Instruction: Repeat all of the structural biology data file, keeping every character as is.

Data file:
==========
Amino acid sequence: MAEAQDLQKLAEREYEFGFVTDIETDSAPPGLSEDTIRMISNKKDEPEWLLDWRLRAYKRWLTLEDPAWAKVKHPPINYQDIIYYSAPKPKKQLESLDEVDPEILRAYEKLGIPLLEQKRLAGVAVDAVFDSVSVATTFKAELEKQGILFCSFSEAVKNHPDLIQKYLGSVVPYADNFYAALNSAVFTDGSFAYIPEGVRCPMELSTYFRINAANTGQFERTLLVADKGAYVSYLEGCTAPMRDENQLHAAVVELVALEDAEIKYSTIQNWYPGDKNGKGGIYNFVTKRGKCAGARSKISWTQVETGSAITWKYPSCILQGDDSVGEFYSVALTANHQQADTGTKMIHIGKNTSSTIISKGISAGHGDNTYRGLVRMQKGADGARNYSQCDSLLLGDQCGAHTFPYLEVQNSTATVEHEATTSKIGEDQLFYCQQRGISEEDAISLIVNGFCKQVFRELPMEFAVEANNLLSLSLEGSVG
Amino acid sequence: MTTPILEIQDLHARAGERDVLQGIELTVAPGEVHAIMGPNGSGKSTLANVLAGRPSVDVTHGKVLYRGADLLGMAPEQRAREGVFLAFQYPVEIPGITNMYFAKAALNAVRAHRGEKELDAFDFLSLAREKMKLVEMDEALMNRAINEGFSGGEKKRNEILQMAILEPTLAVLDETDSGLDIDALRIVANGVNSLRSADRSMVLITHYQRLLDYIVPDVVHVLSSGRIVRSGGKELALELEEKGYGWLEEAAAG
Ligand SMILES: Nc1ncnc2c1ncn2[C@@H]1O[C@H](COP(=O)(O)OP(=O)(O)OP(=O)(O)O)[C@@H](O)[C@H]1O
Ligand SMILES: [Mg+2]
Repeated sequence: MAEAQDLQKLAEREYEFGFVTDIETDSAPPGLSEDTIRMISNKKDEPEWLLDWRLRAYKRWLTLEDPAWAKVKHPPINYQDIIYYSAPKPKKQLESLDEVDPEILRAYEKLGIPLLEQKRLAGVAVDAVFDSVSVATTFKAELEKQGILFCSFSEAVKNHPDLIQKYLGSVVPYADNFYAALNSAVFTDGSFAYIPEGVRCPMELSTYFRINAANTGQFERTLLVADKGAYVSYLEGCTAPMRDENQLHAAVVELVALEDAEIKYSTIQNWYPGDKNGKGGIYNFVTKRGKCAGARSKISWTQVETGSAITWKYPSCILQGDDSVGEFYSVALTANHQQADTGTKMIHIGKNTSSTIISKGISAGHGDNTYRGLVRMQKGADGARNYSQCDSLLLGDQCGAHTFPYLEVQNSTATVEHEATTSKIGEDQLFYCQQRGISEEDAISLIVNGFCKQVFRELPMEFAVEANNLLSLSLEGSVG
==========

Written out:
Amino acid sequence: MAEAQDLQKLAEREYEFGFVTDIETDSAPPGLSEDTIRMISNKKDEPEWLLDWRLRAYKRWLTLEDPAWAKVKHPPINYQDIIYYSAPKPKKQLESLDEVDPEILRAYEKLGIPLLEQKRLAGVAVDAVFDSVSVATTFKAELEKQGILFCSFSEAVKNHPDLIQKYLGSVVPYADNFYAALNSAVFTDGSFAYIPEGVRCPMELSTYFRINAANTGQFERTLLVADKGAYVSYLEGCTAPMRDENQLHAAVVELVALEDAEIKYSTIQNWYPGDKNGKGGIYNFVTKRGKCAGARSKISWTQVETGSAITWKYPSCILQGDDSVGEFYSVALTANHQQADTGTKMIHIGKNTSSTIISKGISAGHGDNTYRGLVRMQKGADGARNYSQCDSLLLGDQCGAHTFPYLEVQNSTATVEHEATTSKIGEDQLFYCQQRGISEEDAISLIVNGFCKQVFRELPMEFAVEANNLLSLSLEGSVG
Amino acid sequence: MTTPILEIQDLHARAGERDVLQGIELTVAPGEVHAIMGPNGSGKSTLANVLAGRPSVDVTHGKVLYRGADLLGMAPEQRAREGVFLAFQYPVEIPGITNMYFAKAALNAVRAHRGEKELDAFDFLSLAREKMKLVEMDEALMNRAINEGFSGGEKKRNEILQMAILEPTLAVLDETDSGLDIDALRIVANGVNSLRSADRSMVLITHYQRLLDYIVPDVVHVLSSGRIVRSGGKELALELEEKGYGWLEEAAAG
Ligand SMILES: Nc1ncnc2c1ncn2[C@@H]1O[C@H](COP(=O)(O)OP(=O)(O)OP(=O)(O)O)[C@@H](O)[C@H]1O
Ligand SMILES: [Mg+2]
Repeated sequence: MAEAQDLQKLAEREYEFGFVTDIETDSAPPGLSEDTIRMISNKKDEPEWLLDWRLRAYKRWLTLEDPAWAKVKHPPINYQDIIYYSAPKPKKQLESLDEVDPEILRAYEKLGIPLLEQKRLAGVAVDAVFDSVSVATTFKAELEKQGILFCSFSEAVKNHPDLIQKYLGSVVPYADNFYAALNSAVFTDGSFAYIPEGVRCPMELSTYFRINAANTGQFERTLLVADKGAYVSYLEGCTAPMRDENQLHAAVVELVALEDAEIKYSTIQNWYPGDKNGKGGIYNFVTKRGKCAGARSKISWTQVETGSAITWKYPSCILQGDDSVGEFYSVALTANHQQADTGTKMIHIGKNTSSTIISKGISAGHGDNTYRGLVRMQKGADGARNYSQCDSLLLGDQCGAHTFPYLEVQNSTATVEHEATTSKIGEDQLFYCQQRGISEEDAISLIVNGFCKQVFRELPMEFAVEANNLLSLSLEGSVG